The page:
Much has been made of the recent study from UC Davis about so-called "extra-virgin" olive oil sold in California. Chemical analysis of a number of brands, both local and imported, showed that the labels often lied. And lied a lot. Liberties were taken in the extra-virgin distinction--meaning olive oil with zero defects and, per the study "greater than zero fruitiness"--sometimes by cutting extra virgin oil with refined olive oil. The gist of the report was that the oil we're buying is often lousy swill. My standard, everyday olive oil, the California Estate Olive Oil from Trader Joe's, surely tastes like the real deal, although I haven't measured the free fatty acids, the peroxide value or other components examined in the study. But after an inadvertent Dueling Dishes showdown between my it and a smaller, more expensive bottle of "Extra Light" olive oil from Vons (I ran out and didn't want to drive far!), I'm fairly certain I've experienced both sides of the coin--the real extra virgin stuff and the bottles full of lies.
The extra light label on the Vons oil should have given me pause, for in small text below, it read "in flavor only." There's so much wrong with that label: the idea that olive oil should ever be light in flavor, not the mention its attempt to tap into America's light, low-fat, low-everything food mentality to sell something not relatively light in fat. And if the label was slightly insulting, the taste of what was inside the bottle was down right offensive. There was none of the fruity, grassy flavors of a good olive oil; the taste was reminiscent of castor oil. And nothing, not even too much mustard and vinegar in a altered salad dressing, could cover it up. Thankfully, it was only purchased out of necessity for one dinner's cooking. To call it canola would be a compliment to great for something so bad.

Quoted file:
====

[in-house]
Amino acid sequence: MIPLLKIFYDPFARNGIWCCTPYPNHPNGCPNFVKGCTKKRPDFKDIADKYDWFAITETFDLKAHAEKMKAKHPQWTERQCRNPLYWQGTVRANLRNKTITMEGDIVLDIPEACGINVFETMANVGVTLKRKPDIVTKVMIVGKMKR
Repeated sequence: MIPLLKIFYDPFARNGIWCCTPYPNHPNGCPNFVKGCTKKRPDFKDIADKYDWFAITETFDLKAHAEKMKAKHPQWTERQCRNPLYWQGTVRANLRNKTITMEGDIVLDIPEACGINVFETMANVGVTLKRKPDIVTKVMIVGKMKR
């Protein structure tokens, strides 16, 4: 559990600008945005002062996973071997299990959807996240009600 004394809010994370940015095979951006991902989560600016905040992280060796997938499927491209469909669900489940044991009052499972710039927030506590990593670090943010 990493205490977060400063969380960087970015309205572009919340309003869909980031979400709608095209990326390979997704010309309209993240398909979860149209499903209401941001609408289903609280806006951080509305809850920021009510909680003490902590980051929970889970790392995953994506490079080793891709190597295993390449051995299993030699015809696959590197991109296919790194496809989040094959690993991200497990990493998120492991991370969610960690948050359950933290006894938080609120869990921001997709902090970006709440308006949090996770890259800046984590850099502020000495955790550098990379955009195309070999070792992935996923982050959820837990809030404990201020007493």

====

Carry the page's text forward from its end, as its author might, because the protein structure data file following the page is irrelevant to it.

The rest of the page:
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The Trader Joe's oil, made from arbrequina olives grown in California, was a revelation in comparison. Flavorful, affordable (under $10) and, if my palate is any kind of judge, certainly above zero on the fruitiness scale; it's a perfect everyday oil. It's certainly not the best olive oil I've ever had, but it's an oil you can swirl and drizzle with reckless abandon, employing it without any of the frugal economy an exorbitantly expensive bottle can inspire.
For anyone who has ever tasted a truly great oil--a grassy, green-tinged oil with a peppery bite, for example--its not hard to believe that the largely tasteless bottles of grease being pushed at supermarkets are engaging in some false advertising. Perhaps we should add olive oil to Dave's list of things not to buy at supermarkets?